The gambit, like practically everything else Bush and his people set their hands to, was prey to the exhaustion of a presidency near collapse. His foreign-policy apparatus was pinned down defending its sometimes cuddly past relations with Iran and Iraq. His law-enforcement and intelligence agencies were at war with one another. His response time was tested by a hurricane named Andrew and, fairly or not, was found wanting. His re-election team floated new themes one day and withdrew them the next, at the first puff of flak. Family Values was an early casualty, to Dan Quayle's great annoyance. "When they write the history of this bleeping campaign," he said on being pressured to drop the subject, "they'll say the fundamental flaw was that it backed down on everything."

In fact, the values issue had been one more loser in the search for a rationale for Bush's re-election-some reason to vote for him in spite of the dolorous state of the economy. "It's costing us points," Teeter complained, but nothing they tried in its place was winning points, either. By fall, the Bush presidency was running intellectually on empty, with nothing left to say for itself, on the evidence of his record and the conduct of his campaign, one of his own senior aides said, the president didn't deserve to win.

And so it was Midnight Again in America-a second Bush campaign built on the strategic premise that there was no way to elect him except by destroying his rival. In the early planning, it was to have begun with an attempt at rehabilitating the president at least enough to make him credible when the mudslinging began; the subsequent attack on Clinton would proceed from his record in Arkansas to the riskiness of his policies and finally to his character. But the foundation crumbled with the realization that, as one high-level strategist conceded, there was no way to change America's perception of Bush as a failure. The effort to make him look good was thereupon all but abandoned in favor of the effort to make Clinton look even worse.

The fall thus became what a senior hand called "sledgehammer time"-a 100 percent negative air-and-ground war aimed at reframing Clinton as a taxer, a spender, a liberal, a liar, a coward and, in its shabbiest moments, a possible Soviet sympathizer. In the campaign's formative days, two aides to Britain's recently reelected prime minister, John Major, were invited to Bush-Quayle headquarters to tell how they had won with a weak candidate, a sickly economy and an electorate clamoring for change. The short answer was, by relentless daily attack on the Labor opposition-an assault built, as Bush's own would be, on the twin issues of taxes and trust.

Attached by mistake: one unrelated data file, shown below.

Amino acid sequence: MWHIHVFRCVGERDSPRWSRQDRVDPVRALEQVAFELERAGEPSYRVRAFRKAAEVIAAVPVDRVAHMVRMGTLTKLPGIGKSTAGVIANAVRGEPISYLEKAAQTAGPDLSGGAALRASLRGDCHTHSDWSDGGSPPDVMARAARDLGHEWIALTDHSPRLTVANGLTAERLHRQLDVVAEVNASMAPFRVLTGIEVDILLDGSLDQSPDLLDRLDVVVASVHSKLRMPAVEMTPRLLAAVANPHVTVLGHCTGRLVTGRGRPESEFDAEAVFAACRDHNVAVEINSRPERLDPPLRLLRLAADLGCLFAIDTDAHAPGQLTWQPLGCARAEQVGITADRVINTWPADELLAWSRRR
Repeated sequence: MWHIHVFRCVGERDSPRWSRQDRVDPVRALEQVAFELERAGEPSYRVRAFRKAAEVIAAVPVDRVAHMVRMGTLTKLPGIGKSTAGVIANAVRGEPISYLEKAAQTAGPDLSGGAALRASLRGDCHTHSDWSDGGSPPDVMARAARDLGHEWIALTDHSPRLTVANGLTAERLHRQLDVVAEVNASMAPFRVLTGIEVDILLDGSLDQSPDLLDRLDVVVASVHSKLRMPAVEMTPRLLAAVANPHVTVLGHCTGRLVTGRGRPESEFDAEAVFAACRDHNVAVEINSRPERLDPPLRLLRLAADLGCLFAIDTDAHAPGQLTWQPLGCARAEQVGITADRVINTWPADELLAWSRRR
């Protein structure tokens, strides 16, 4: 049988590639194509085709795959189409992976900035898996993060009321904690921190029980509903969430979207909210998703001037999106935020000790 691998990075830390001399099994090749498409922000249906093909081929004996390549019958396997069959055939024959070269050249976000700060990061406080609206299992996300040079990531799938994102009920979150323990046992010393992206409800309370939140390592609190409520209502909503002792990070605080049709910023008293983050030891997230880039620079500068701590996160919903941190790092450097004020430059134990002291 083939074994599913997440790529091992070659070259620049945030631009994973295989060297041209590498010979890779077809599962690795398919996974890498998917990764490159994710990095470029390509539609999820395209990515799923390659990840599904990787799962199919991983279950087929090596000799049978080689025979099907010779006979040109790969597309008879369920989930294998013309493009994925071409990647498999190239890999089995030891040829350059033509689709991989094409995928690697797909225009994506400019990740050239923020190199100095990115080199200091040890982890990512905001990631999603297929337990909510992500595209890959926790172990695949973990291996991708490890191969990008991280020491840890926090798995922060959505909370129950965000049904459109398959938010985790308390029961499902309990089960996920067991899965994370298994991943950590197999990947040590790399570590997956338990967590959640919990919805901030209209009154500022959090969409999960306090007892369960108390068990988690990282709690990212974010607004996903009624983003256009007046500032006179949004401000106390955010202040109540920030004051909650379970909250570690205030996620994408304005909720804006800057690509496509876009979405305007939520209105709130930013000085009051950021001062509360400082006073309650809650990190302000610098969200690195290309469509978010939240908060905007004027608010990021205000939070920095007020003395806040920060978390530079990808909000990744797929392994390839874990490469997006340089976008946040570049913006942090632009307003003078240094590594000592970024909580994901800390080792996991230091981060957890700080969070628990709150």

Their ideas matched what Bush's own command was thinking: that, merely to get competitive, they had to bump Clinton's negative ratings up five points or so and hope for a matching rise in Bush's positives simply by comparison. But getting the media attack airborne was slowed by the chronic muddle in the president's command center; it was the equivalent of his having sent his legions to the Persian Gulf in outrigger canoes. As early as spring, the pros on his advertising team slipped into Manhattan for a quiet dinner with the retired rapmaster of politics, Roger Ailes, at the New York Athletic Club.

"I'm not coming back, but I don't like seeing what's happening," Ailes told them.

Neither did they, which was why they had sought his counsel. They were gung-ho for going negative against Clinton sooner rather than later. But the November Company, the ad hoc Madison Avenue agency actually assigned to make the ads, was slow-in-house wags called it the December Company-green and squeamish, and Bob Teeter was hopelessly ambivalent; it would be said of him by a colleague that his epitaph should read LET'S MEET AGAIN. There was no organization, no direction, the pros complained. Nothing was getting done.

"They'll ignore you until the convention," Ailes said. "Then they'll panic and come to you. What you need to do is get a budget, don't tell anybody what you're doing, and get eight or nine attack ads in the can so you're ready when the suits panic."

The pros tried the master's recipe. It didn't work. Let's wait, Teeter and Fred Malek told them, tabling their budget request. Their spots never got made.

The Ad Alley crowd fared even worse; they were only too obviously proceeding without guidance, and some of their earliest efforts had been risible or worse. Their scripts were amateurish, their "facts" often fictitious. One proposed positive ad had Bush holding up the 1993 budget book, declaring that it was his domestic policy; the responses included a muffled giggle, a stifled groan and a quick change of subject.

The problem was only partly their inexperience at politics; the campaign Was prisoner to its own unbelief that Bush could lose to a man as flawed as Clinton and so was slow figuring out what to do. At one point, they turned over their polling data to two academic consultants-experts in the black-box art of making products more appealing to consumers-and assembled the ad team in the November Company's conference room for a presentation on the reselling of the president.

The results were discouraging. It wouldn't be enough merely to bash Clinton, they said, nor could the president compete with him on public policy. "Forget the issues," one of the dons said in a vaguely Kissingerian accent. "There is no way to fix the issues. They hate him on the issues." The key, said the pair, was to raise what they called Bush's Satisfaction Index-making America somehow feel better about him. The pros at the table exchanged glances over their half-eaten sandwiches; one thought he had just heard why the president was going to lose.